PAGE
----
The offseason minicamp is underway for the Golden State Warriors, and if you find yourself not caring, I completely understand. Steph Curry is not there, and neither is Draymond Green. The Warriors haven’t played in about 200 days, and there’s still a season going on that doesn’t involve the Dubs.
Plus, we still don’t know when the next NBA season will begin, so we don’t even know when we’ll see the Warriors in action again.
But there’s still a few reasons to be excited, and at the middle of those reasons is one of the easiest Warriors to root for: Kevon Looney. The Warriors young center had a disastrous 2019-20, largely for reasons outside of his control.
He suffered an injury during the 2019 playoffs, then spent the offseason trying to recover. But another injury right before training camp kept him out of the preseason, and an injury on Opening Night kept him out well over a month.
In all, Looney played in just 20 of the Warriors 65 games, recording a mere 262 minutes of action. He dealt with nerve issues, which are always scary, and ultimately had surgery while the season was suspended prior to the Disney Resort bubble (not that he would’ve had a chance to play there anyway, with the Warriors being eliminated from the playoffs before the coronavirus suspended the season).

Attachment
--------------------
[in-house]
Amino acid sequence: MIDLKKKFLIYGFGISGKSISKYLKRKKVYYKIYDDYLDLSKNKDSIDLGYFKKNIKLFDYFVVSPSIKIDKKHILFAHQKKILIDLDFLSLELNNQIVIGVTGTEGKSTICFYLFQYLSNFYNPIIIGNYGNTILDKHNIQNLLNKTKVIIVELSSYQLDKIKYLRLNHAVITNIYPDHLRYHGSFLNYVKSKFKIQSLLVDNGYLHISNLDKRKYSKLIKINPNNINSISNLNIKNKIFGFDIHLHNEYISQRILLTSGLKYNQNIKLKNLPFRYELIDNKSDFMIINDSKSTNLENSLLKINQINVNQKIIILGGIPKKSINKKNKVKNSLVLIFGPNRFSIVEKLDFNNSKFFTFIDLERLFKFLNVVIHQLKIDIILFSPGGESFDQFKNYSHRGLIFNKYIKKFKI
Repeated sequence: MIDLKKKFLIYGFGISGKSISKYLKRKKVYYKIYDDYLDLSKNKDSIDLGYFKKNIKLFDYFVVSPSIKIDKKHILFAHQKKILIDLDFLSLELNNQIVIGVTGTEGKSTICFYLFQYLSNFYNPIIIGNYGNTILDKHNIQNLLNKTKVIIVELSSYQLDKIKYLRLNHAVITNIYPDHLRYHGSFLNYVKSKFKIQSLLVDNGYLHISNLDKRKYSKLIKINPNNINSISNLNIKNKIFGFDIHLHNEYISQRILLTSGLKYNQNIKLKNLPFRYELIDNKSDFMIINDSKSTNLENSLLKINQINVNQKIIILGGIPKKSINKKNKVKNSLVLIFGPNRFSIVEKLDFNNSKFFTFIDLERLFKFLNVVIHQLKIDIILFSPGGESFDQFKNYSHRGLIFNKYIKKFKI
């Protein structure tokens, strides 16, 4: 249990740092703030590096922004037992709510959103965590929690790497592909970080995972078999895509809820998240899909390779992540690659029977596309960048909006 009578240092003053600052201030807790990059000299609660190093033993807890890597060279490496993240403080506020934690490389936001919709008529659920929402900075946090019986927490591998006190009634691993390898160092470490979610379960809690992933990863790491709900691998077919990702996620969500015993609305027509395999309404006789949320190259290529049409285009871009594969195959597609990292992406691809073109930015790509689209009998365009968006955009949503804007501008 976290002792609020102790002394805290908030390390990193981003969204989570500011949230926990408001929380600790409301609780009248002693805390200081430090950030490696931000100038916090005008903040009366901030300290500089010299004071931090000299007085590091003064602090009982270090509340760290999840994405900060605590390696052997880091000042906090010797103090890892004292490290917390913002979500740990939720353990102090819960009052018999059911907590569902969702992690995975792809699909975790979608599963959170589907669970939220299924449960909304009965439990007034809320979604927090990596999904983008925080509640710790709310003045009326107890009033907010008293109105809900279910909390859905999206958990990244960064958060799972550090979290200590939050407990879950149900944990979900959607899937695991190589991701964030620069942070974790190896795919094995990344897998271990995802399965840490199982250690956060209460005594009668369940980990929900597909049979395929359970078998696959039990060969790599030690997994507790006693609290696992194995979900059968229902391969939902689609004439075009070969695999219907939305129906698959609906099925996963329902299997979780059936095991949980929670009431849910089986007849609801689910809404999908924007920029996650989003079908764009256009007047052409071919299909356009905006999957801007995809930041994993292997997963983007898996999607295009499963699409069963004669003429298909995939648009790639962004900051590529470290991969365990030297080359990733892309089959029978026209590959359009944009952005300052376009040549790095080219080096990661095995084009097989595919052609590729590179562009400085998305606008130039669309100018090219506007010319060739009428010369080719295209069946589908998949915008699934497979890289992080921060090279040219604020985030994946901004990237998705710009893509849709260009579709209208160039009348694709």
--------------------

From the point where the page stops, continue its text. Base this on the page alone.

He’s still just 24, but with those types of injuries, it was fair to wonder if Looney could ever recover. But according to Looney himself, he’s fully recovered, and feeling better than he has in years.
Kevon Looney: "The last time I felt this good was probably the start of my third season."— Connor Letourneau (@Con_Chron) September 24, 2020
Kevon Looney: "I played last season scared to move." Said that the core muscle surgery he underwent dramatically helped him.— Connor Letourneau (@Con_Chron) September 24, 2020
Looney has been cleared for full contact for about a month now, and can start preparing for his sixth NBA season, whenever that may be.
It’s easy to forget just how good he was in 2017-18, when he was a spectacular defensive big man who was able to shut down James Harden and Chris Paul repeatedly when switched onto the All-Star guards in the playoffs.
It’s also easy to forget just how young Looney is; he’s only nine months older than Eric Paschall.
He should still have untapped potential, but even if he doesn’t, a healthy Looney has proven to be a vital piece of a championship team.
It’s the healthy part to be worried about, but for now it’s nothing but good news on that front.